Street Fighter EX2 Plus is the follow-up to Street Fighter EX Plus Alpha. Both games eschew the 2D style we've come to know from the Street Fighter series in favor of a polygonal approach, but the gameplay hasn't entered the third dimension whatsoever. While EX2 Plus adds a few features and some new characters to the mix, it doesn't really have the overall flair that made the first game stand out.
In addition to old favorites like Guile, Ken, and Chun Li and returning EX fighters such as Pullum, Darun and D.Dark, new fighters like Nanase, Area, and Vulcano Rosso have entered the fold. The new characters fit well into the EX universe and exhibit the game's altered form of Street Fighter magic. The gameplay is standard six-button Street Fighter. Everything from fireballs to dragon punches to spinning pile drivers have been implemented in polygonal form, and the timing of the moves haven't really changed, so moving from EX to EX2 or even from 2D to 3D isn't much of a change. The real differences in the EX series lie in its use of the super meter. In addition to the super cancels and guard cancels introduced in the first EX, there's a new excel move, which acts much like the custom combos from Street Fighter Alpha 2. While it's neat to watch, the standard super combos are usually a more effective use of one third of your super meter.
Graphically, EX2 has a more smoothed-over look than the first EX did. While it does look a bit better than EX did, some players will likely miss the jagged-yet-defined look of EX. The effects have been bumped up a notch or two, and super combos really explode off the screen as a result. The super combo finish is still every bit as insane as in the original, this time showing all sorts of meteorites streaking toward the earth. The music is a little generic, and you won't find any old Street Fighter favorites among the various tracks. The character voices are still reasonably good. A static screen and a few lines of text, however, have replaced the endings, a definite downgrade when compared with the animated endings in the original game.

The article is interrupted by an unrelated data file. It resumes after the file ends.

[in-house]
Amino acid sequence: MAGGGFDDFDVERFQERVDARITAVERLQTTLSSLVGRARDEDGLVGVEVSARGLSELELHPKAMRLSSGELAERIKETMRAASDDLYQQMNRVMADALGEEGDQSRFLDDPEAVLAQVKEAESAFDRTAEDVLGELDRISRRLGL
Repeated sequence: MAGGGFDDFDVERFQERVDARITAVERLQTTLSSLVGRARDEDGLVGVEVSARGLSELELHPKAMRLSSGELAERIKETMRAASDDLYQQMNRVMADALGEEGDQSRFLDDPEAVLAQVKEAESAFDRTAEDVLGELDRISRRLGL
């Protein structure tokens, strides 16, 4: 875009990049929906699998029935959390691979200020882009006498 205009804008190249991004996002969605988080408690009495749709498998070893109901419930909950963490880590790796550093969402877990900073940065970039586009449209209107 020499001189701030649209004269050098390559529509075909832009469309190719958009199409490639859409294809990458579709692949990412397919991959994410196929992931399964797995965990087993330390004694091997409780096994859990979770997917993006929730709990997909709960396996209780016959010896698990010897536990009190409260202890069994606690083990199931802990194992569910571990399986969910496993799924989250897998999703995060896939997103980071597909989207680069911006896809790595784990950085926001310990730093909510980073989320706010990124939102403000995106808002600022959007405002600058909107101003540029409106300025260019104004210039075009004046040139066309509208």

The usual modes are here, including versus, the barrel bonus stage, and of course, the expert mode. The expert mode gives you 16 different combo challenges per character. The first few are simple things, like throwing a fireball. But near the end of each character's list lie some pretty difficult six- or seven-hit combos.
Overall, EX2 is more of an upgrade to the original game than it is an entirely new experience. It looks very good and plays well, but it doesn't add enough new features to interest anyone that has become bored with the original. If you're still interested in EX and you're looking for something to tide you over until EX3 comes out for the PlayStation 2, EX2 just might do the trick, but don't expect the originality and freshness that the first game provided.